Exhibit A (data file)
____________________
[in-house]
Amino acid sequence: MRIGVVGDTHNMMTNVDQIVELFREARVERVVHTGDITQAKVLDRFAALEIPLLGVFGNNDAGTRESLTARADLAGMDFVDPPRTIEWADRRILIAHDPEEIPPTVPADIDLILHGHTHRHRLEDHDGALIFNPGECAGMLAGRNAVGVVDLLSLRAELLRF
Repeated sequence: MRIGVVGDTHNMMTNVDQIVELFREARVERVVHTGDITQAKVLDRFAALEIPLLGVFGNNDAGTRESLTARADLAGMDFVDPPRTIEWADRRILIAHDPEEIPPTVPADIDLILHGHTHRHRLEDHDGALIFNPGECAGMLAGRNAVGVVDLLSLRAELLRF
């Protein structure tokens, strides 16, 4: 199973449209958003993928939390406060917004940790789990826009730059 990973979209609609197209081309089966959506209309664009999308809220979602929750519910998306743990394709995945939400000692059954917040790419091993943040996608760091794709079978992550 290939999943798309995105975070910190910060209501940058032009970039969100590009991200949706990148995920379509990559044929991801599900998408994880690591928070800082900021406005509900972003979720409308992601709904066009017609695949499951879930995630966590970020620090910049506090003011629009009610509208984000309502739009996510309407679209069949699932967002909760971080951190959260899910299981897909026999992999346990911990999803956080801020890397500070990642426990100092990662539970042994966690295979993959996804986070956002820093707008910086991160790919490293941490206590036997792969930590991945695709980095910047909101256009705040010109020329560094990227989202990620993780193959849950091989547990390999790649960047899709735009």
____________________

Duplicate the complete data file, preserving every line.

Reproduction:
[in-house]
Amino acid sequence: MRIGVVGDTHNMMTNVDQIVELFREARVERVVHTGDITQAKVLDRFAALEIPLLGVFGNNDAGTRESLTARADLAGMDFVDPPRTIEWADRRILIAHDPEEIPPTVPADIDLILHGHTHRHRLEDHDGALIFNPGECAGMLAGRNAVGVVDLLSLRAELLRF
Repeated sequence: MRIGVVGDTHNMMTNVDQIVELFREARVERVVHTGDITQAKVLDRFAALEIPLLGVFGNNDAGTRESLTARADLAGMDFVDPPRTIEWADRRILIAHDPEEIPPTVPADIDLILHGHTHRHRLEDHDGALIFNPGECAGMLAGRNAVGVVDLLSLRAELLRF
């Protein structure tokens, strides 16, 4: 199973449209958003993928939390406060917004940790789990826009730059 990973979209609609197209081309089966959506209309664009999308809220979602929750519910998306743990394709995945939400000692059954917040790419091993943040996608760091794709079978992550 290939999943798309995105975070910190910060209501940058032009970039969100590009991200949706990148995920379509990559044929991801599900998408994880690591928070800082900021406005509900972003979720409308992601709904066009017609695949499951879930995630966590970020620090910049506090003011629009009610509208984000309502739009996510309407679209069949699932967002909760971080951190959260899910299981897909026999992999346990911990999803956080801020890397500070990642426990100092990662539970042994966690295979993959996804986070956002820093707008910086991160790919490293941490206590036997792969930590991945695709980095910047909101256009705040010109020329560094990227989202990620993780193959849950091989547990390999790649960047899709735009």